The median age in the city was 47.6 years. 20.5% of residents were under the age of 18; 6.3% were between the ages of 18 and 24; 19% were from 25 to 44; 29.2% were from 45 to 64; and 24.8% were 65 years of age or older. The gender makeup of the city was 47.9% male and 52.1% female.
The median income for a household in the city was $44,250, and the median income for a family was $55,542. Males had a median income of $37,273 versus $20,417 for females. The per capita income for the city was $21,109. 5.2% of families and 7.8% of the population were below the poverty line, including 12.5% of those under age 18 and 16.3% of those age 65 or over.
As of the census of 2000, there were 799 people, 333 households, and 205 families residing in the city. The population density was 1,436.7 people per square mile (550.9/km2). There were 406 housing units at an average density of 730.0 per square mile (279.9/km2). The racial makeup of the city was 98.87% White, 0.13% from other races, and 1.00% from two or more races. Hispanic or Latino of any race were 1.13% of the population.
There were 333 households, out of which 27.0% had children under the age of 18 living with them, 52.6% were married couples living together, 5.4% had a female householder with no husband present, and 38.4% were non-families. 35.4% of all households were made up of individuals, and 21.6% had someone living alone who was 65 years of age or older. The average household size was 2.26 and the average family size was 2.89.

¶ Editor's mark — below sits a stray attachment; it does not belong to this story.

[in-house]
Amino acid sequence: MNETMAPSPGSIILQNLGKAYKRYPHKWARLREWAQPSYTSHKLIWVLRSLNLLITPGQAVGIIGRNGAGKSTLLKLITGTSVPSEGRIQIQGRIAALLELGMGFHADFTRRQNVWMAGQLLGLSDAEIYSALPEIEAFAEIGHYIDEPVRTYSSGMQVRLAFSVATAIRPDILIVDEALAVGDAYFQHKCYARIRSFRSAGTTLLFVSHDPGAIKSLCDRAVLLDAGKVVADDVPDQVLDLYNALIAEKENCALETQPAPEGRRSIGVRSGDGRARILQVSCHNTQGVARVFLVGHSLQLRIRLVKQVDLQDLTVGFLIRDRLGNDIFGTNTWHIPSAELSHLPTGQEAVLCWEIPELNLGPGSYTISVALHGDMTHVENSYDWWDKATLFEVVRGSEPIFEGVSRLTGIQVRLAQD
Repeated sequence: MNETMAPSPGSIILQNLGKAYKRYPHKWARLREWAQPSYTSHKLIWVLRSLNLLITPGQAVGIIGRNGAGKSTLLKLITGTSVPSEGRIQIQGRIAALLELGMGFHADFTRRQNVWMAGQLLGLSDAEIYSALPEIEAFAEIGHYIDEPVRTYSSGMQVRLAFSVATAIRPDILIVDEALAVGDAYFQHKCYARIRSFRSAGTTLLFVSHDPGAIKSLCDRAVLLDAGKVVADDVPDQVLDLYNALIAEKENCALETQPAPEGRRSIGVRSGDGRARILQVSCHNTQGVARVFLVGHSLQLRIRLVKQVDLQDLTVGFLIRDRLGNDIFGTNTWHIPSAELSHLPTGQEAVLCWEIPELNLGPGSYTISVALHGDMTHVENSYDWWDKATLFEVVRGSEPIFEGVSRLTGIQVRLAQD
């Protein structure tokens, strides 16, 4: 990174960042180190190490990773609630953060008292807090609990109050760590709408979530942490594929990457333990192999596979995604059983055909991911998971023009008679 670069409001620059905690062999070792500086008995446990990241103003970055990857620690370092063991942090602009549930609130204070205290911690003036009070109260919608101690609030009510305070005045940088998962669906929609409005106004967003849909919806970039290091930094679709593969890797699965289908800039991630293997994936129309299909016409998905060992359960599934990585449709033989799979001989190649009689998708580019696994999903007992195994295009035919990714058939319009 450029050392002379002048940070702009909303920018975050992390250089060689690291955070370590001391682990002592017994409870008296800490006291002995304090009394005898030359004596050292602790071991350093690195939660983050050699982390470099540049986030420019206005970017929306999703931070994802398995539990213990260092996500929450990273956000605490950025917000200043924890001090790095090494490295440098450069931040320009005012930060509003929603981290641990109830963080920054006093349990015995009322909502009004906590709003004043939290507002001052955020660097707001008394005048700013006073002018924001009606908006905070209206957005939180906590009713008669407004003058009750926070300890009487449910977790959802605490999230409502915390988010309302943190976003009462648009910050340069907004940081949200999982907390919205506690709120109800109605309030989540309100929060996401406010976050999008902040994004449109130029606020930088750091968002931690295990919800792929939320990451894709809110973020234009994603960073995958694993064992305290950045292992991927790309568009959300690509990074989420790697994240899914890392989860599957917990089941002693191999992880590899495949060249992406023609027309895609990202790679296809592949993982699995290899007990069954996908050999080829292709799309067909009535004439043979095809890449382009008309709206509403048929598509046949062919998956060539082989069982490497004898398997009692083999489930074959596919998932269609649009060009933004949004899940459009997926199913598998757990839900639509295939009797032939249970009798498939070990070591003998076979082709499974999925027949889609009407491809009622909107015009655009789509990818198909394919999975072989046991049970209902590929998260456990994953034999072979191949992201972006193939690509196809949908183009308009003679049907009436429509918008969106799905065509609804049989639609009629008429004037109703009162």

In the city, the population was spread out, with 22.5% under the age of 18, 5.4% from 18 to 24, 21.5% from 25 to 44, 22.3% from 45 to 64, and 28.3% who were 65 years of age or older. The median age was 46 years. For every 100 females, there were 83.3 males. For every 100 females age 18 and over, there were 81.0 males.
As of 2000 the median income for a household in the city was $34,821, and the median income for a family was $47,768. Males had a median income of $28,173 versus $23,000 for females. The per capita income for the city was $16,622. About 2.0% of families and 7.0% of the population were below the poverty line, including 4.0% of those under age 18 and 12.9% of those age 65 or over.
As of 2012, 67.2% of the population over the age of 16 was in the labor force. 0.0% was in the armed forces, and 67.2% was in the civilian labor force with 65.4% being employed and 1.9% unemployed. The composition, by occupation, of the employed civilian labor force was: 26.7% in service occupations; 26.3% in management, business, science, and arts; 21.9% in production, transportation, and material moving; 12.5% in natural resources, construction, and maintenance; and 12.5% in sales and office occupations. The three industries employing the largest percentages of the working civilian labor force were: educational services, health care, and social assistance (19.5%); manufacturing (15.5%); and public administration (11.3%).